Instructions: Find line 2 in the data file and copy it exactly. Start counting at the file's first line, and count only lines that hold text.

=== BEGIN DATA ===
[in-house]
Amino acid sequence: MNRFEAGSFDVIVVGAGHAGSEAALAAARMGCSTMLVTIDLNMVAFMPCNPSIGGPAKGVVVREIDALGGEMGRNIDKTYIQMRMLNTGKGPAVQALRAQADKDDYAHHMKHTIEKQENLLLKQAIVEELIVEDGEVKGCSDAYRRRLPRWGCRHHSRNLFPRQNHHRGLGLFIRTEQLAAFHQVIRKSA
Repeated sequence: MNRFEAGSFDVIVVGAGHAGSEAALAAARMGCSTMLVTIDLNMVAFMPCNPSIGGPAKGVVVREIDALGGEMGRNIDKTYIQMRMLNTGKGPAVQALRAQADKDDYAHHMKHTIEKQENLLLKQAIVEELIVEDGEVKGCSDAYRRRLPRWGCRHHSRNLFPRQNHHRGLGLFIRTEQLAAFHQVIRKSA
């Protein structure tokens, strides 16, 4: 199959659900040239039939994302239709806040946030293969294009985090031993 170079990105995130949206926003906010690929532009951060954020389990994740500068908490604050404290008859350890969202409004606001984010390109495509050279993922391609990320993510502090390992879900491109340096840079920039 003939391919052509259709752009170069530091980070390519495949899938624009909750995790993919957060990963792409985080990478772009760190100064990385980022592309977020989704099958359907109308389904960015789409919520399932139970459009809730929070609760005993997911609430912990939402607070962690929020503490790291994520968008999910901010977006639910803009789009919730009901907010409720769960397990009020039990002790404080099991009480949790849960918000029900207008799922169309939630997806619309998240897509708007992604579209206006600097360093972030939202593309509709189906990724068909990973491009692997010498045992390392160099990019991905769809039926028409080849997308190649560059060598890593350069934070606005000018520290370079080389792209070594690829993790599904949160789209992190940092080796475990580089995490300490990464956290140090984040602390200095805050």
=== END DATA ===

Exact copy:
Amino acid sequence: MNRFEAGSFDVIVVGAGHAGSEAALAAARMGCSTMLVTIDLNMVAFMPCNPSIGGPAKGVVVREIDALGGEMGRNIDKTYIQMRMLNTGKGPAVQALRAQADKDDYAHHMKHTIEKQENLLLKQAIVEELIVEDGEVKGCSDAYRRRLPRWGCRHHSRNLFPRQNHHRGLGLFIRTEQLAAFHQVIRKSA